It’s hard for a single American retail organization to successfully operate multiple formats simultaneously. Major supermarkets don’t also run convenience stores, for example. McDonald’s couldn’t run Boston Market successfully. Wendy’s was forced to spin off Tim Horton’s. Federated has only 2 formats, Bloomingdale’s and Macy’s, instead of a dozen different department store brands. Aeropostale did a lot better after its spin-off from Macy’s. Saks sold Bergner’s, Boston Store, Carson Pirie Scott, Herberger’s, Parisian, and Younkers. Wal-Mart’s home runs are its conventional stores and Sam’s Club. Making a major commitment to a third format would certainly lead to calls for a spin-off or two.

Michael L. Howatt
Guest
Michael L. Howatt
15 years 6 months ago

I think Ms. Genereux should go to Sam Walton’s grave and tell him about her proposed break-up. However, she better not get too close (remember the end of “Carrie”). Who’s to say that the new format doesn’t fit some white space Wal-Mart has identified?

Charles P. Walsh
Guest
Charles P. Walsh
15 years 6 months ago

While neither the prediction on the new format nor the recommendation to break up the company are likely to happen, I find the second to be quite shocking in its absurdity.

Wal-Mart’s International expansion is a growth strategy. ASDA, Wal-Mart de Mexico and Wal-Mart Canada are either the largest, or second largest retailers in their markets. Selling off a whole retail market such as the UK does not bolster shareholder value, it diminishes it.

Wal-Mart may well tinker with new formats as they have done many times over the years. Some of the test formats are unsuccessful (early 90’s venture into a “Tractor Supply” concept store), others are much more so (HyperMart concept test led to Supercenters).

The relatively youthful Neighborhood Market has plenty of room to grow in the US and expanding that model which they have made profitable has a large upside.

MARK DECKARD
Guest
MARK DECKARD
15 years 6 months ago

I believe Walsh, London & Dennis are on the right track.

Everything old is new again. Wal-Mart started out in small stores serving small markets and opportunity remains underserved in smaller “community” stores which is the idea behind Neighborhood Markets.

The Sears example by Ed Dennis is a good one, which I would add Walgreens as further evidence; planning 7000 stores by 2010. Smart density planning is about location, location, location.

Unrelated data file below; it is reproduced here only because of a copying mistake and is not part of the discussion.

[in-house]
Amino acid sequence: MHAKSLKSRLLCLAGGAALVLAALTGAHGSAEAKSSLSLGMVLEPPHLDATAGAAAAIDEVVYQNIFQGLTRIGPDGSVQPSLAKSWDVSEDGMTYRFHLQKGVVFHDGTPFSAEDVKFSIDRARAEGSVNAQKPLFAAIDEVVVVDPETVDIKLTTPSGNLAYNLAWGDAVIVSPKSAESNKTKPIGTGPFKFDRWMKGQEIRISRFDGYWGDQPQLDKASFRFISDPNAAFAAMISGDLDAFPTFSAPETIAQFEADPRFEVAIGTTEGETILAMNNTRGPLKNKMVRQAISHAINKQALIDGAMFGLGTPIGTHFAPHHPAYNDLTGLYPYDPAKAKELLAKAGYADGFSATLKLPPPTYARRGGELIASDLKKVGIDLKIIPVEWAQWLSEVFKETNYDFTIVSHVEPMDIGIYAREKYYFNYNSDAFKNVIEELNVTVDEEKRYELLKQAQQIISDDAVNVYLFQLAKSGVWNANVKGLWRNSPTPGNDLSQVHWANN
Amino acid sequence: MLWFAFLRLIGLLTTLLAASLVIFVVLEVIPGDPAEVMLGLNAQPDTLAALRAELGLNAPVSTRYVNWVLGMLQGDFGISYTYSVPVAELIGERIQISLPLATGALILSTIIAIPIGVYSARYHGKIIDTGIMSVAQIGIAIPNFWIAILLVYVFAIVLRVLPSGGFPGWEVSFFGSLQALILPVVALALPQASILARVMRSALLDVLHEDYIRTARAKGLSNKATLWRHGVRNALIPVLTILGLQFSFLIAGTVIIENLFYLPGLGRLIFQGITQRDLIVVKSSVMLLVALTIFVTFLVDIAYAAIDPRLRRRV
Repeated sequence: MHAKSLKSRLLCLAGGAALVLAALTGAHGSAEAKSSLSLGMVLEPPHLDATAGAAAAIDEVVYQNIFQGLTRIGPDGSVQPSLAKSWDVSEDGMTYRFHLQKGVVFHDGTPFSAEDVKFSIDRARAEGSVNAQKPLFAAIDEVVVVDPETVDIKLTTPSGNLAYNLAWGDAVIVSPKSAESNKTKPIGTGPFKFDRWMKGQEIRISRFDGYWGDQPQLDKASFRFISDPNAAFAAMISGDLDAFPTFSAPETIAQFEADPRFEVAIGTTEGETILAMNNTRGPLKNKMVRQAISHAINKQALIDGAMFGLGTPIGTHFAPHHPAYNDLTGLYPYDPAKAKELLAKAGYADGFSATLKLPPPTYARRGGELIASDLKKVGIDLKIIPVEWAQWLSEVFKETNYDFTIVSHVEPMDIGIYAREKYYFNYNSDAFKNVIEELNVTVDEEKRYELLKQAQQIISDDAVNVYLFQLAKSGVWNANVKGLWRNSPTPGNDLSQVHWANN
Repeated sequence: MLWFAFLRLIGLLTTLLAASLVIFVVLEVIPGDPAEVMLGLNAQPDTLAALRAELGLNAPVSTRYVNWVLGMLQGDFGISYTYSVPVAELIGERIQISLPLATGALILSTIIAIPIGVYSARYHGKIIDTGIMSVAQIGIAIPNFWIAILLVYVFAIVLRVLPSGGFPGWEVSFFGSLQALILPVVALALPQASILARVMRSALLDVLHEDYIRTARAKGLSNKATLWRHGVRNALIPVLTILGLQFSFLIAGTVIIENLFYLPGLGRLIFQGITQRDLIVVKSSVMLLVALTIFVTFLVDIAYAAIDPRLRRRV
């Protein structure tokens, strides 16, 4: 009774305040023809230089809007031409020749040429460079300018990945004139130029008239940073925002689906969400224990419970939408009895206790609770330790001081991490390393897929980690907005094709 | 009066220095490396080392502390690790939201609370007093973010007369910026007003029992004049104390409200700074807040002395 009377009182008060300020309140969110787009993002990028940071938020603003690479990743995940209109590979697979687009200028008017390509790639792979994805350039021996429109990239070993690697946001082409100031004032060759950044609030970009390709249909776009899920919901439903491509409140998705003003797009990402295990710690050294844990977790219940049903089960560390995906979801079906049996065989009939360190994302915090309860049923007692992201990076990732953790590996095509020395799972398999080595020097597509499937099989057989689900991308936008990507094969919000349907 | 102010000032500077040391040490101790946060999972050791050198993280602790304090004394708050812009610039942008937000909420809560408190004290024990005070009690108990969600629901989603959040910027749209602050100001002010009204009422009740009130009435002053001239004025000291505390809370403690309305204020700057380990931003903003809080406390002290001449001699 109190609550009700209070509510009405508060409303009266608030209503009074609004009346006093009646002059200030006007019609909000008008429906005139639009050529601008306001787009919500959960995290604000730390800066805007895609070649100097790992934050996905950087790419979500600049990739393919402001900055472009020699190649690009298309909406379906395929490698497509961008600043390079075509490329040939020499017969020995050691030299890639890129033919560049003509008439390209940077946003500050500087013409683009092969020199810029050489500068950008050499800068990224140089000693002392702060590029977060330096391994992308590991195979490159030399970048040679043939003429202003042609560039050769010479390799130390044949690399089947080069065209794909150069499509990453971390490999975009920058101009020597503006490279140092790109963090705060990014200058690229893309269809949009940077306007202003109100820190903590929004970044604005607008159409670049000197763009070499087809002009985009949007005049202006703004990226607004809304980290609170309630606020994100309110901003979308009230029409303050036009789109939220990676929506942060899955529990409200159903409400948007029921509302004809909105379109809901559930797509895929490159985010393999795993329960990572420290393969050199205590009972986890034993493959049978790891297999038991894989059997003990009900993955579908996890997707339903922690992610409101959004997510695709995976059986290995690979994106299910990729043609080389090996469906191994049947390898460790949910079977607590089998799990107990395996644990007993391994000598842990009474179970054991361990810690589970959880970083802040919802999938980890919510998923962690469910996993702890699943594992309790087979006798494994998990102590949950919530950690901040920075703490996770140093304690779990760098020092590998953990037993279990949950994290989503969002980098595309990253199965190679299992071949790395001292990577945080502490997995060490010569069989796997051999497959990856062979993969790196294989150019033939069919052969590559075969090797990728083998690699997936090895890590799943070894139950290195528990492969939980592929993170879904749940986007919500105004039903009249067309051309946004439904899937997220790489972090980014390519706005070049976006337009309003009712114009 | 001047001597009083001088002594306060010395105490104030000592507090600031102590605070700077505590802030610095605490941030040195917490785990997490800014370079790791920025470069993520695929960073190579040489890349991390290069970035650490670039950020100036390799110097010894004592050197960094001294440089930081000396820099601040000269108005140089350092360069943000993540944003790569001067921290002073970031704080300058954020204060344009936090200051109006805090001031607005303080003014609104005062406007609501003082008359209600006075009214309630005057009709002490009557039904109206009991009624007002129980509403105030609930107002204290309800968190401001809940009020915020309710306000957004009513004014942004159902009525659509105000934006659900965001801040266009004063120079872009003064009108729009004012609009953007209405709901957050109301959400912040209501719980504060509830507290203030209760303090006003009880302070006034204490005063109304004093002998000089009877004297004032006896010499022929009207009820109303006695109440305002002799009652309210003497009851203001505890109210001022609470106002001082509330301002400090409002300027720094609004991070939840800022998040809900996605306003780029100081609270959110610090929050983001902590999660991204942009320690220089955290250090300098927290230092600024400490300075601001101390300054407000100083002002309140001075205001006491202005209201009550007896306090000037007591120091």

Serving up the basics plus a bit more without significantly cannibalizing existing business is a good plan. Providing convenience and accessibility for the customer to maximize opportunities to visit each week.

Gregg London mentions the much-debated upscale experiment. The Willow Bend store, juxtaposed with high-end retailers, designed with a bit more style, is precisely the formula required.

You fish where the fish are and you bait with what they’re biting.

The Cadillac Escalade is mostly a Chevy Suburban underneath, but General Motors does a decent job of satisfying both consumers….

Eliott Olson
Guest
Eliott Olson
15 years 6 months ago

Wal-Mart’s supercenter slowdown is inherent with any retail concept as a rollout reaches saturation. While more care and energy will be needed in the development of more superstores, more are sure to come. A small store concept makes sense, viewed in the context of the dollar store’s success. The concept will fit into smaller towns not large enough for a Wal-Mart and as fill-ins in urban trade areas. If they use existing buildings they could be in cheaper than their ground up neighborhood market. I smell a winner.

Bob Bridwell
Guest
Bob Bridwell
15 years 6 months ago

One has to wonder about the Neighborhood Stores format. Not knowing their landed-cost(s) of goods, the P&L shows about an indicated going-in gross (GIG) of about 24% overall. I would guess the GIG on groceries is closer to 19.5-20.5%. Even without advertising expense and ad markdowns that is a slim number to work with.

The Supercenters can handle these food GIGs when you can get a profitable mix on your “other” sales.

The Neighborhood Stores that I have seen don’t appear to have more GM and “other” sales to get a good mix. I think the Aldis and Save-A-Lots have low-priced control brands and more and more GM and are less than 33% the size.

In short, I don’t think they can get the growth and grosses out of standalone food operations.